(USA Today) The average life span for someone with a serious mental illness is 25 years shorter than someone in the general population, a gap that has been largely overlooked even though an estimated 10.4 million American adults … fall into that category, said Dr. Stephen Bartels. He will supervise the [In SHAPE] program funded by the Centers for Medicare and Medicaid Services…
People with serious mental illnesses such as depression or schizophrenia are more likely to smoke and be obese, putting them at greater risk for diabetes, heart disease and other chronic disease. And medications used to treat their mental illnesses often cause weight gain or leave them feeling too lethargic to exercise.
Spending money on wellness efforts now will be less costly than expensive treatments for chronic diseases later, Bartels argues…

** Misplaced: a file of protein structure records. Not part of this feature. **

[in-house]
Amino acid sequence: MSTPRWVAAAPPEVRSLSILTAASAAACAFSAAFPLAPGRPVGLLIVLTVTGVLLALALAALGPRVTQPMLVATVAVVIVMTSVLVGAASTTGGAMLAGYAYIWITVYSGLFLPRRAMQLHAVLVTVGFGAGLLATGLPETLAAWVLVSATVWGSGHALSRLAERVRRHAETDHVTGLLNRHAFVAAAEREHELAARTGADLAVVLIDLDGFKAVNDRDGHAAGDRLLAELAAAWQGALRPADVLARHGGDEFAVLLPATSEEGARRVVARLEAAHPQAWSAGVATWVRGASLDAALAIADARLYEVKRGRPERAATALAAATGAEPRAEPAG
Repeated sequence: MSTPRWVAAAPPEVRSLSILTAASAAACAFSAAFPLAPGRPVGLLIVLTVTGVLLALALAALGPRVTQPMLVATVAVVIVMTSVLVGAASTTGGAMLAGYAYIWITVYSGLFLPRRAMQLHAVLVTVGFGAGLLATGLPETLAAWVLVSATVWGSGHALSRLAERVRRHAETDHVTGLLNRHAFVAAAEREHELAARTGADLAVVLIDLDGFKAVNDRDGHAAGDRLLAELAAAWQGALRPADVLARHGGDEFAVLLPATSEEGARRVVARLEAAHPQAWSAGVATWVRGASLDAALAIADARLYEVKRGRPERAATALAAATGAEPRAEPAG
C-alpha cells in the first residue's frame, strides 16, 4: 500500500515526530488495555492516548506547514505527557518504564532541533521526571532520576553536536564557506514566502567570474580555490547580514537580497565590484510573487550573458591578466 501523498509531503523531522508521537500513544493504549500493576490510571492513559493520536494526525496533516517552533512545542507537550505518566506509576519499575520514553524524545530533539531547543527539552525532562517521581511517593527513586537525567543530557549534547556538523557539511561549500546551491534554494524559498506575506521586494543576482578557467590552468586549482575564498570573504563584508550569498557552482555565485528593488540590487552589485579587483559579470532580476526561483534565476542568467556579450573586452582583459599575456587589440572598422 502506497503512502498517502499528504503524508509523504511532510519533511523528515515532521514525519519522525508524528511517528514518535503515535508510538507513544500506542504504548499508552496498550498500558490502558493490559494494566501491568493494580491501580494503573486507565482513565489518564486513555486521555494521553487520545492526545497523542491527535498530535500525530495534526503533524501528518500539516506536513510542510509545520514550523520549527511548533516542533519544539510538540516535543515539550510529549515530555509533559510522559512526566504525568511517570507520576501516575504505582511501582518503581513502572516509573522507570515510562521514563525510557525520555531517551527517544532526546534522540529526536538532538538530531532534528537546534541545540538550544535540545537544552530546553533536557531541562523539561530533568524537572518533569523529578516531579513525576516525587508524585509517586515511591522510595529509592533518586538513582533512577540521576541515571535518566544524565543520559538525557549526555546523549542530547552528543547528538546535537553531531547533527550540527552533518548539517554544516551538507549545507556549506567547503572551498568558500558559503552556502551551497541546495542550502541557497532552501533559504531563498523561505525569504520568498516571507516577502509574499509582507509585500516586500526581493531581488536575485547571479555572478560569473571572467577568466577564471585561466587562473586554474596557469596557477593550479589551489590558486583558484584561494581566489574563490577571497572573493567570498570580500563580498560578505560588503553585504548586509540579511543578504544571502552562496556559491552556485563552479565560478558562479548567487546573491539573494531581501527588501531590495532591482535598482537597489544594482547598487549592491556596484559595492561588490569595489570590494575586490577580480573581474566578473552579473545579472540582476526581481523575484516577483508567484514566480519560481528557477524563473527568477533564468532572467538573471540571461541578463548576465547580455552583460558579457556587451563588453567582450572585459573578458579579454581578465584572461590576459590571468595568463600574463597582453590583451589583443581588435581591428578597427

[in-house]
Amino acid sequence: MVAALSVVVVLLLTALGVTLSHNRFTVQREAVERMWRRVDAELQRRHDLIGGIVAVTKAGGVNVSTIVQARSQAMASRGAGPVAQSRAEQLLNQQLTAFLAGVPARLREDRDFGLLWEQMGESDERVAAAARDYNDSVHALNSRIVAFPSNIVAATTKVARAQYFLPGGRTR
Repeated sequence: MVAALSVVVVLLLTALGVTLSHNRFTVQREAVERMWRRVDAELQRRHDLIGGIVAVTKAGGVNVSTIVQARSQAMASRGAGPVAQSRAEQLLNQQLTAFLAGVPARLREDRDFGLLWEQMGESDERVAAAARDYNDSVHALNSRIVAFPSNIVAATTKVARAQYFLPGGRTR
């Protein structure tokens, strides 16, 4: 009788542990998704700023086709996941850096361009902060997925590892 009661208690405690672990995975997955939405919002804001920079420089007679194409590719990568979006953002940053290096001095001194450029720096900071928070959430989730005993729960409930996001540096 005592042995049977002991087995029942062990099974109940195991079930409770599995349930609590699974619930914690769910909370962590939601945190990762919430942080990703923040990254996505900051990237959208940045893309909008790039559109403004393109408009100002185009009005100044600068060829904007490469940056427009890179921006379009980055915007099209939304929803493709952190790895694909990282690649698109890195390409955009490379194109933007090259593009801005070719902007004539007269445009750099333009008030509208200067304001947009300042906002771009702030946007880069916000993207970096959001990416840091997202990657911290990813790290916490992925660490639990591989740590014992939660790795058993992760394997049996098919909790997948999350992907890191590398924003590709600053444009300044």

And there are societal benefits as well, said Ken Jue, who created the In SHAPE program in 2003. Some participants have gone back to work after decades of unemployment. Others have gone back to school.
"As people have become involved in the program and as they begin to improve their physical health, they develop a sense of self-confidence that really frees them up to do some incredible things," said Jue.
Community: We don’t have to be mentally ill to benefit from exercise.
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